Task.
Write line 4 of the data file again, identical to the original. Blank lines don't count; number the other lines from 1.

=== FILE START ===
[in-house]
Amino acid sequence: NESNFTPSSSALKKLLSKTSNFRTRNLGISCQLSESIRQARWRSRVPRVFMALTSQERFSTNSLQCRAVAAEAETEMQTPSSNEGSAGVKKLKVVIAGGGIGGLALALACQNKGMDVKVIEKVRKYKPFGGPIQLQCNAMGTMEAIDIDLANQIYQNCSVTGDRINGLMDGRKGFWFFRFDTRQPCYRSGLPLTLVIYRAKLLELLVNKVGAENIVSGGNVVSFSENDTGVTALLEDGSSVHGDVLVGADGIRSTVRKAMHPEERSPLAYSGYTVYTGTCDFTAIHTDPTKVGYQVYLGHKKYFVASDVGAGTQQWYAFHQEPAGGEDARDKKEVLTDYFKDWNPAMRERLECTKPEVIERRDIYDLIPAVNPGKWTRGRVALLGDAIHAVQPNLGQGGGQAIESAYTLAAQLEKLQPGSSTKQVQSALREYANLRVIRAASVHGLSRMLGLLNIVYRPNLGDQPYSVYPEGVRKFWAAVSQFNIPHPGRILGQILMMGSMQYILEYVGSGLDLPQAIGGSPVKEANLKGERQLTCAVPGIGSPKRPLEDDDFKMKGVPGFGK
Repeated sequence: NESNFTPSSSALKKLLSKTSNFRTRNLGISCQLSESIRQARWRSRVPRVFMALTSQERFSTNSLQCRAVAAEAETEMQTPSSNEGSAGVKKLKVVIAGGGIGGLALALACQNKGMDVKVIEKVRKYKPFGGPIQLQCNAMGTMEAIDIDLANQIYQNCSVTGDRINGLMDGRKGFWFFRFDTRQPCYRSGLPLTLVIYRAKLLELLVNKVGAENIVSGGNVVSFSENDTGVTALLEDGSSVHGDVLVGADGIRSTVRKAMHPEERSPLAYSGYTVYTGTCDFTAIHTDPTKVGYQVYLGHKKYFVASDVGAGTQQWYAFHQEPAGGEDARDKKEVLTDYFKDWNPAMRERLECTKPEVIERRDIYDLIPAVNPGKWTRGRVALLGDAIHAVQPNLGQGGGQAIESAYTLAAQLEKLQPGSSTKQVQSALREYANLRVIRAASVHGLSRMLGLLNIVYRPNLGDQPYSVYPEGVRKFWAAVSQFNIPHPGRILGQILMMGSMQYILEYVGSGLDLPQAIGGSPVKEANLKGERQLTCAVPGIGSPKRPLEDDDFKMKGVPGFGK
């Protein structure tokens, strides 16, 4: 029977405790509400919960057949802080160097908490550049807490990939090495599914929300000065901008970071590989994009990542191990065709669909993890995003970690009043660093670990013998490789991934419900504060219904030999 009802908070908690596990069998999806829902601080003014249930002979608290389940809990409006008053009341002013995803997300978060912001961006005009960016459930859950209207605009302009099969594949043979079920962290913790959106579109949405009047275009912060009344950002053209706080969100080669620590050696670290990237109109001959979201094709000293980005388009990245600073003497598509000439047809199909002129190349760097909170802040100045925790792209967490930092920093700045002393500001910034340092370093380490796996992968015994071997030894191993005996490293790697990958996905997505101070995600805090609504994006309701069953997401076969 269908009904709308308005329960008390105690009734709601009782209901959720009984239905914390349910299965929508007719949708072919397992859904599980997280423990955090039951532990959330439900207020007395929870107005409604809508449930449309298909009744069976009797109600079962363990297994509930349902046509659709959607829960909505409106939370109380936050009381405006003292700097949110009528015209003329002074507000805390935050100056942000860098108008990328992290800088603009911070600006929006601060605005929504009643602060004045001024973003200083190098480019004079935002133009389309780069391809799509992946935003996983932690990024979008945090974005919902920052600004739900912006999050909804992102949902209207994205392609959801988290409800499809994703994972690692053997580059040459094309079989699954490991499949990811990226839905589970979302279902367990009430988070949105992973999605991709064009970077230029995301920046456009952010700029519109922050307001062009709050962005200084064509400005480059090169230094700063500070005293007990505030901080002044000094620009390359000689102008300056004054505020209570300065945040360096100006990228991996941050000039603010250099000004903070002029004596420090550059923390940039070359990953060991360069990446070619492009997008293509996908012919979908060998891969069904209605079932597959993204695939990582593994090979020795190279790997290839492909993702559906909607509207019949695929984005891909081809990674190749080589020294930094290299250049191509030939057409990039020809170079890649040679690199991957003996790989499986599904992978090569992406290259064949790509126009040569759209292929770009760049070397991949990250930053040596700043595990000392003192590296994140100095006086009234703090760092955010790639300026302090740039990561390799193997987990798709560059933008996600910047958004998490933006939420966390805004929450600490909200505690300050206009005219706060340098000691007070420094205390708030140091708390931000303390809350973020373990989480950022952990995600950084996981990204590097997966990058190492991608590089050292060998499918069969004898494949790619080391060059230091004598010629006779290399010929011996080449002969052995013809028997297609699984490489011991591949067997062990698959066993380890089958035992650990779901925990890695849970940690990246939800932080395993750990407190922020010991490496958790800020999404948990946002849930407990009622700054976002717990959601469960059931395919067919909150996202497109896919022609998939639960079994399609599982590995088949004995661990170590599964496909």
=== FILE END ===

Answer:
């Protein structure tokens, strides 16, 4: 029977405790509400919960057949802080160097908490550049807490990939090495599914929300000065901008970071590989994009990542191990065709669909993890995003970690009043660093670990013998490789991934419900504060219904030999 009802908070908690596990069998999806829902601080003014249930002979608290389940809990409006008053009341002013995803997300978060912001961006005009960016459930859950209207605009302009099969594949043979079920962290913790959106579109949405009047275009912060009344950002053209706080969100080669620590050696670290990237109109001959979201094709000293980005388009990245600073003497598509000439047809199909002129190349760097909170802040100045925790792209967490930092920093700045002393500001910034340092370093380490796996992968015994071997030894191993005996490293790697990958996905997505101070995600805090609504994006309701069953997401076969 269908009904709308308005329960008390105690009734709601009782209901959720009984239905914390349910299965929508007719949708072919397992859904599980997280423990955090039951532990959330439900207020007395929870107005409604809508449930449309298909009744069976009797109600079962363990297994509930349902046509659709959607829960909505409106939370109380936050009381405006003292700097949110009528015209003329002074507000805390935050100056942000860098108008990328992290800088603009911070600006929006601060605005929504009643602060004045001024973003200083190098480019004079935002133009389309780069391809799509992946935003996983932690990024979008945090974005919902920052600004739900912006999050909804992102949902209207994205392609959801988290409800499809994703994972690692053997580059040459094309079989699954490991499949990811990226839905589970979302279902367990009430988070949105992973999605991709064009970077230029995301920046456009952010700029519109922050307001062009709050962005200084064509400005480059090169230094700063500070005293007990505030901080002044000094620009390359000689102008300056004054505020209570300065945040360096100006990228991996941050000039603010250099000004903070002029004596420090550059923390940039070359990953060991360069990446070619492009997008293509996908012919979908060998891969069904209605079932597959993204695939990582593994090979020795190279790997290839492909993702559906909607509207019949695929984005891909081809990674190749080589020294930094290299250049191509030939057409990039020809170079890649040679690199991957003996790989499986599904992978090569992406290259064949790509126009040569759209292929770009760049070397991949990250930053040596700043595990000392003192590296994140100095006086009234703090760092955010790639300026302090740039990561390799193997987990798709560059933008996600910047958004998490933006939420966390805004929450600490909200505690300050206009005219706060340098000691007070420094205390708030140091708390931000303390809350973020373990989480950022952990995600950084996981990204590097997966990058190492991608590089050292060998499918069969004898494949790619080391060059230091004598010629006779290399010929011996080449002969052995013809028997297609699984490489011991591949067997062990698959066993380890089958035992650990779901925990890695849970940690990246939800932080395993750990407190922020010991490496958790800020999404948990946002849930407990009622700054976002717990959601469960059931395919067919909150996202497109896919022609998939639960079994399609599982590995088949004995661990170590599964496909």